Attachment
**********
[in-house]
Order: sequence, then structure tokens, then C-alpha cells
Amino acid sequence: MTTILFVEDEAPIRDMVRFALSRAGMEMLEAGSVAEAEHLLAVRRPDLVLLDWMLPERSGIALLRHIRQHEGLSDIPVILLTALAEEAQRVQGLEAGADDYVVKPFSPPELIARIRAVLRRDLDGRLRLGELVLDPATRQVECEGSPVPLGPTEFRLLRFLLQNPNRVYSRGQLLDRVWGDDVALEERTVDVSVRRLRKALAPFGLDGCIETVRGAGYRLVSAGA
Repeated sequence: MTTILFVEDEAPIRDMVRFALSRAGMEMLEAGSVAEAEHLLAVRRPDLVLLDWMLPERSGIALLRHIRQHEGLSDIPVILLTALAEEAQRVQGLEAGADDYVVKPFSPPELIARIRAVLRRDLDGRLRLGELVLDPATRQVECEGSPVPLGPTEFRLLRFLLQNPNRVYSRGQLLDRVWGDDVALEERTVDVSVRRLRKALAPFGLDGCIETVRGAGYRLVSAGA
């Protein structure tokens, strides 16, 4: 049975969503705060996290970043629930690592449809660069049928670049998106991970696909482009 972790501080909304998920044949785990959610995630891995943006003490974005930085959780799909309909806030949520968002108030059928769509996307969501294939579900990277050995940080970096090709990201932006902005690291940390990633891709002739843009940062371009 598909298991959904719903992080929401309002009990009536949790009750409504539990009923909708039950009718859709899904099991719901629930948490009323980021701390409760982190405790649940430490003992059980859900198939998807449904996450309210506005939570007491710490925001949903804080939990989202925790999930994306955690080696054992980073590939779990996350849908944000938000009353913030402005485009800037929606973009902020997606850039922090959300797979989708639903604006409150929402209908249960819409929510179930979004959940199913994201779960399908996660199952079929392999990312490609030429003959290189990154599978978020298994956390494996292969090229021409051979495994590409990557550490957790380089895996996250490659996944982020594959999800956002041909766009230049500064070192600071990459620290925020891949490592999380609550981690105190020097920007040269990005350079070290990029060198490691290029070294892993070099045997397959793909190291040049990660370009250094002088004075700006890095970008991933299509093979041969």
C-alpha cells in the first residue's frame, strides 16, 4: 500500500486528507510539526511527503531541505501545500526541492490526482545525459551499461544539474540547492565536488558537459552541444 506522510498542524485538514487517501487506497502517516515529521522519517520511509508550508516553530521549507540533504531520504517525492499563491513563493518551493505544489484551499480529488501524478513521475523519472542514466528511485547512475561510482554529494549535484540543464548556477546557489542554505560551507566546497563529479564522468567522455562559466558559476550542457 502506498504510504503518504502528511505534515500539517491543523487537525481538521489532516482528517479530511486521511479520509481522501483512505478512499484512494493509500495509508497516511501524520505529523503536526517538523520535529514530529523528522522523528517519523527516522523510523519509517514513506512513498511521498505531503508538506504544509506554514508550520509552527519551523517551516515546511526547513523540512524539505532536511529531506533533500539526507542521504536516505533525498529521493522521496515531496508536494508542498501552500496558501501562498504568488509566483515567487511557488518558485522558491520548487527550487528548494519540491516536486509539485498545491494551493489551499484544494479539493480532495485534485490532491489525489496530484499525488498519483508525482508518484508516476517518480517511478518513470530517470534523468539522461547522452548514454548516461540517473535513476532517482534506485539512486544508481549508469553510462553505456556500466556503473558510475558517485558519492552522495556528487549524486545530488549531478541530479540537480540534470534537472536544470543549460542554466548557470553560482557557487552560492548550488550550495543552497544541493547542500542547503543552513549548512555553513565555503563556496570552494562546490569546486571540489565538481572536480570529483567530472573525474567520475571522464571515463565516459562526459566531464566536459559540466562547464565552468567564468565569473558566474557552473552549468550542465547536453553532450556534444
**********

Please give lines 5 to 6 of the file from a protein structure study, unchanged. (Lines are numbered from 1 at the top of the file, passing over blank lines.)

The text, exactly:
């Protein structure tokens, strides 16, 4: 049975969503705060996290970043629930690592449809660069049928670049998106991970696909482009 972790501080909304998920044949785990959610995630891995943006003490974005930085959780799909309909806030949520968002108030059928769509996307969501294939579900990277050995940080970096090709990201932006902005690291940390990633891709002739843009940062371009 598909298991959904719903992080929401309002009990009536949790009750409504539990009923909708039950009718859709899904099991719901629930948490009323980021701390409760982190405790649940430490003992059980859900198939998807449904996450309210506005939570007491710490925001949903804080939990989202925790999930994306955690080696054992980073590939779990996350849908944000938000009353913030402005485009800037929606973009902020997606850039922090959300797979989708639903604006409150929402209908249960819409929510179930979004959940199913994201779960399908996660199952079929392999990312490609030429003959290189990154599978978020298994956390494996292969090229021409051979495994590409990557550490957790380089895996996250490659996944982020594959999800956002041909766009230049500064070192600071990459620290925020891949490592999380609550981690105190020097920007040269990005350079070290990029060198490691290029070294892993070099045997397959793909190291040049990660370009250094002088004075700006890095970008991933299509093979041969």
C-alpha cells in the first residue's frame, strides 16, 4: 500500500486528507510539526511527503531541505501545500526541492490526482545525459551499461544539474540547492565536488558537459552541444 506522510498542524485538514487517501487506497502517516515529521522519517520511509508550508516553530521549507540533504531520504517525492499563491513563493518551493505544489484551499480529488501524478513521475523519472542514466528511485547512475561510482554529494549535484540543464548556477546557489542554505560551507566546497563529479564522468567522455562559466558559476550542457 502506498504510504503518504502528511505534515500539517491543523487537525481538521489532516482528517479530511486521511479520509481522501483512505478512499484512494493509500495509508497516511501524520505529523503536526517538523520535529514530529523528522522523528517519523527516522523510523519509517514513506512513498511521498505531503508538506504544509506554514508550520509552527519551523517551516515546511526547513523540512524539505532536511529531506533533500539526507542521504536516505533525498529521493522521496515531496508536494508542498501552500496558501501562498504568488509566483515567487511557488518558485522558491520548487527550487528548494519540491516536486509539485498545491494551493489551499484544494479539493480532495485534485490532491489525489496530484499525488498519483508525482508518484508516476517518480517511478518513470530517470534523468539522461547522452548514454548516461540517473535513476532517482534506485539512486544508481549508469553510462553505456556500466556503473558510475558517485558519492552522495556528487549524486545530488549531478541530479540537480540534470534537472536544470543549460542554466548557470553560482557557487552560492548550488550550495543552497544541493547542500542547503543552513549548512555553513565555503563556496570552494562546490569546486571540489565538481572536480570529483567530472573525474567520475571522464571515463565516459562526459566531464566536459559540466562547464565552468567564468565569473558566474557552473552549468550542465547536453553532450556534444